26 Psychological Inhibitors G. Greater Need – the Client’s primary need is secondary to the interviewer The Client and interviewer are “not on the same page”. The Client and interviewer are “not on the same page”. The Client cannot focus on the interviewer’s topic. The Client cannot focus on the interviewer’s topic. Full and accurate information is not provided. Full and accurate information is not provided.

27 Psychological Facilitators A. Empathetic Understanding – non- judgmental understanding with empathetic responses Three Ingredients – listen, understand, and not judge. Three Ingredients – listen, understand, and not judge. Feelings play an important role in how people interpret and relate facts. Feelings play an important role in how people interpret and relate facts. Interviewers must understand (and demonstrate that they understand) both facts and feelings. Interviewers must understand (and demonstrate that they understand) both facts and feelings.

28 Psychological Facilitators B. Fulfilling Expectations – needs being met by the Client’s non-responsiveness are overcome by the need to conform to the interviewer’s expectations Can also be used to overcome memory difficulties. Can also be used to overcome memory difficulties. The interviewer’s expectations must be clear to the Client. The interviewer’s expectations must be clear to the Client.

29 Psychological Facilitators C.Recognition – providing the client with direct, sincere praise for his/her cooperation. Stroking or reinforcement. Stroking or reinforcement. Based on need for the attention and esteem of others. Based on need for the attention and esteem of others.

30 Psychological Facilitators D. Altruistic Appeals – identification with the objectives of some larger group Can be real or imaginary, contemporary or not. Can be real or imaginary, contemporary or not. Usually increases self-esteem even if not public. Usually increases self-esteem even if not public. Differs from recognition (appeals to a higher- level need). Differs from recognition (appeals to a higher- level need).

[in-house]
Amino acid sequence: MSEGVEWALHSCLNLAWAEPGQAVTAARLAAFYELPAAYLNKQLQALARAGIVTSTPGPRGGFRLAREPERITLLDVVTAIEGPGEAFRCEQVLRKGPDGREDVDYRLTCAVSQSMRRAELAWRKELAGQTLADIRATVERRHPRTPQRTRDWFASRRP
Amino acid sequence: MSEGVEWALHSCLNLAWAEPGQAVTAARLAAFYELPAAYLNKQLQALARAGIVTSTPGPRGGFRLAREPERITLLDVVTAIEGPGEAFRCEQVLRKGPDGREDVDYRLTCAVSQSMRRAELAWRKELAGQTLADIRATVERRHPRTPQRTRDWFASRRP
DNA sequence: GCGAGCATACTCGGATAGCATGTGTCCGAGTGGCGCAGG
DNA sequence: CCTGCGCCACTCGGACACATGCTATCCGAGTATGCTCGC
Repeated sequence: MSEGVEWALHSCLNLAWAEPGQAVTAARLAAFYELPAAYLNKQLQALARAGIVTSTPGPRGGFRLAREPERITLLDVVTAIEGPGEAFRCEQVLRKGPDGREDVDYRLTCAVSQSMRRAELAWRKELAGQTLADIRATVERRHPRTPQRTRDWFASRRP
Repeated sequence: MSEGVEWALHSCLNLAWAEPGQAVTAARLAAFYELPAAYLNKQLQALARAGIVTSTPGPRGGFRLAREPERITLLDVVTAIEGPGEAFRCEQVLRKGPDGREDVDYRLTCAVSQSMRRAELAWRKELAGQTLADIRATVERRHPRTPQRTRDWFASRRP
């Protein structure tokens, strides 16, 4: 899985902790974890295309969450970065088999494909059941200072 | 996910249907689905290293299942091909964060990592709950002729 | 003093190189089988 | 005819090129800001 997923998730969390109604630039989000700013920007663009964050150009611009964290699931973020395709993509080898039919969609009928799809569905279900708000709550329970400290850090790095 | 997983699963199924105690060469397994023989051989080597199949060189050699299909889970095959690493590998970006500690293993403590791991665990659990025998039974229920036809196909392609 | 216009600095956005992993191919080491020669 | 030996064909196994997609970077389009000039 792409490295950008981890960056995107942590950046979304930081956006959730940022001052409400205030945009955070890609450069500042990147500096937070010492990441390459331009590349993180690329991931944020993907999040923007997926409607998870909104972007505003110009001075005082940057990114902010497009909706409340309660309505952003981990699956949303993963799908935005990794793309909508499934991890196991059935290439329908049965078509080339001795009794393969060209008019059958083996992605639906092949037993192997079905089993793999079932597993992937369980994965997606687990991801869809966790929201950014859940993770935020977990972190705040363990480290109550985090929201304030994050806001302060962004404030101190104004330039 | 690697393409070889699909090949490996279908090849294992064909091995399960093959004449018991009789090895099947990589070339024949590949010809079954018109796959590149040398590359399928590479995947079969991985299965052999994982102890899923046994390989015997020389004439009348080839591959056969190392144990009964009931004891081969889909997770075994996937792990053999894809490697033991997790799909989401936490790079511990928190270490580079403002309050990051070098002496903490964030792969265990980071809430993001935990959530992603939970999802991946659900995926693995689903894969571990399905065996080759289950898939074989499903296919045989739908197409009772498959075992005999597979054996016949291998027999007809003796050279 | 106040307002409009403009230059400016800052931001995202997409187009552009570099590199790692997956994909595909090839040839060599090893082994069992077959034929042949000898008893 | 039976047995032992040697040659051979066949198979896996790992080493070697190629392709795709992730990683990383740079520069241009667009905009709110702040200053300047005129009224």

31 Psychological Facilitators E. Extrinsic Rewards – the interviewer shows that providing information is in the Client’s best interests “Extrinsic” because it goes beyond the interview itself – e.g., favorable case resolution. “Extrinsic” because it goes beyond the interview itself – e.g., favorable case resolution. Differs from other facilitators (the others deal only with the risks and rewards present in the interview process itself). Differs from other facilitators (the others deal only with the risks and rewards present in the interview process itself). Usually only relevant to Clients, not Witnesses. Usually only relevant to Clients, not Witnesses.

32 Psychological Factors InhibitorsFacilitators A. Ego Threat B. Case Threat C. Role Expectations D. Etiquette Barrier E. Trauma F. Perceived Irrelevancy G. Greater Need A. Empathetic Understanding B. Fulfilling Expectations C. Recognition D. Altruistic Appeals E. Extrinsic Reward

33 Psychological Factors Motivation Exercise

34 End of Motivation in Legal Interviews End of Motivation in Legal Interviews